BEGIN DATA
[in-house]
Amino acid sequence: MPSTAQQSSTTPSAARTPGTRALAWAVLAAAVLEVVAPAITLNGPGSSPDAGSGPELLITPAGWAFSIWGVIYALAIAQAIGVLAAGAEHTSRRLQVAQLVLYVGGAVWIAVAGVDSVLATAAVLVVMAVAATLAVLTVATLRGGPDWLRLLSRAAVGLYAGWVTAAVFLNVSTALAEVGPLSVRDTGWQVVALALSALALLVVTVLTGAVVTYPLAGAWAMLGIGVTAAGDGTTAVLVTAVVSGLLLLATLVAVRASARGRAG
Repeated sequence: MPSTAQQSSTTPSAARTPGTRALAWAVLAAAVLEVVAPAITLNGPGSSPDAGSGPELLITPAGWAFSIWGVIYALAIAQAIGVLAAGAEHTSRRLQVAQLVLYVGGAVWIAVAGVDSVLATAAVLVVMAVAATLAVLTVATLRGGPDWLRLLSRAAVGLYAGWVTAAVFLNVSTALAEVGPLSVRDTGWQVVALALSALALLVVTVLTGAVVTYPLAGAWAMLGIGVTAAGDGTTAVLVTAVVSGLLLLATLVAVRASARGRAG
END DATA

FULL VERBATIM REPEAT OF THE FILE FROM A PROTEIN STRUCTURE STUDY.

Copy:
[in-house]
Amino acid sequence: MPSTAQQSSTTPSAARTPGTRALAWAVLAAAVLEVVAPAITLNGPGSSPDAGSGPELLITPAGWAFSIWGVIYALAIAQAIGVLAAGAEHTSRRLQVAQLVLYVGGAVWIAVAGVDSVLATAAVLVVMAVAATLAVLTVATLRGGPDWLRLLSRAAVGLYAGWVTAAVFLNVSTALAEVGPLSVRDTGWQVVALALSALALLVVTVLTGAVVTYPLAGAWAMLGIGVTAAGDGTTAVLVTAVVSGLLLLATLVAVRASARGRAG
Repeated sequence: MPSTAQQSSTTPSAARTPGTRALAWAVLAAAVLEVVAPAITLNGPGSSPDAGSGPELLITPAGWAFSIWGVIYALAIAQAIGVLAAGAEHTSRRLQVAQLVLYVGGAVWIAVAGVDSVLATAAVLVVMAVAATLAVLTVATLRGGPDWLRLLSRAAVGLYAGWVTAAVFLNVSTALAEVGPLSVRDTGWQVVALALSALALLVVTVLTGAVVTYPLAGAWAMLGIGVTAAGDGTTAVLVTAVVSGLLLLATLVAVRASARGRAG